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Making a PC to BBC Serial Cable

You cannot buy an off-the-shelf cable to make a serial link between a PC and a BBC Computer. You can make one up quite easily, though, provided you can get hold of the parts, and then a program like XFER can be used to transfer data from one machine to the other. (Your PC will need to have a COM port. These used to be universal on PCs, but of course they have been phased out in recent years in favour of USB.)

The PC needs a 9-pin or 25-pin D-type plug to connect to one of its COM ports. These are still easy to get hold of from any electronics supplier. The BBC's RS423 port, on the other hand, needs a 5-pin DIN-plug with the pins in a "domino" arrangement, and these are almost obsolete. One or two companies still do stock them, though, and when I last looked (in late 2019) they were still available from CPC (part no. CN00054). In addition you need a length of shielded 5-way cable, and the wire can be several meters long if required.

The only issue, then, is what to connect to what. Such a cable can be put together in a number of different ways. The principal data lines must be connected to one another, but there are several ways of wiring the other "handshaking" lines, and some work better than others.

Warning: The wiring that appears most obvious, namely connecting the BBC's RTS line to the PC's CTS and vice versa, is not actually the best. Despite the names, RTS and CTS do not work in the same way on the PC as they do on the BBC.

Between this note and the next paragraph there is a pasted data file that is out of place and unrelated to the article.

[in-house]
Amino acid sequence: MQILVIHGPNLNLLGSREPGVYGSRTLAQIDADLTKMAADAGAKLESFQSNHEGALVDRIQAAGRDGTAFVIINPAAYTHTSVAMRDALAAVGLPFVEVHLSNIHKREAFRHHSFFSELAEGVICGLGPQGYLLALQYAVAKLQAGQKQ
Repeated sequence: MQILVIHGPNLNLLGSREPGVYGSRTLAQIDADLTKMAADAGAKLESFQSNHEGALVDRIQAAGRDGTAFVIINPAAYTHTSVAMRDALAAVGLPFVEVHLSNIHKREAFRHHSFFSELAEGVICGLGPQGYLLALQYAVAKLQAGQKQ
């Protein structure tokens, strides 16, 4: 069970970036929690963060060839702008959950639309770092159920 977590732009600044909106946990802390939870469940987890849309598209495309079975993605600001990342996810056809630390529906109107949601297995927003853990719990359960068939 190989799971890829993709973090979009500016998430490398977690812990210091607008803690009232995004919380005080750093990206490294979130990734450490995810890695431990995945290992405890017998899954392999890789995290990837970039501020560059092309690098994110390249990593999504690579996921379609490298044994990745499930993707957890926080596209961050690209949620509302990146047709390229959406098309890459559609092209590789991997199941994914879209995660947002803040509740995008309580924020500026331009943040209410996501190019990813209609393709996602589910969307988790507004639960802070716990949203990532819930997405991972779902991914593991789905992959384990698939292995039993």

The PC's connections called DTR and DSR work much more like the BBC's RTS and CTS. The sensible thing is to connect these together, but a few other connections need to be made at the PC end for all of the handshaking protocols to be satisfied.

One way that certainly works is to make the connections like this:

To clarify: The PC's DSR and DCD are connected together, and they are also connected to the BBC's RTS; the PC's CTS and RTS are connected to one another, but not connected to anything on the BBC. The connections between the PC's pins are most sensibly made inside the plug.

In addition, the shielding should be connected to the metal plug surround at either end or both.

Important: The DIN plug at the BBC end can be inserted upside down. It is wise to put some mark on the plug, such as a paint spot on the top, to make sure you plug it in the right way up.

In case anyone is interested, the abbreviations of the connection names mean:

      Gnd       Ground
  TD   Transmit Data
  RD   Receive Data
  CTS   Clear To Send
  RTS   Request To Send
  DTR   Data Terminal Ready
  DSR   Data Set Ready
  DCD   Data Carrier Detect

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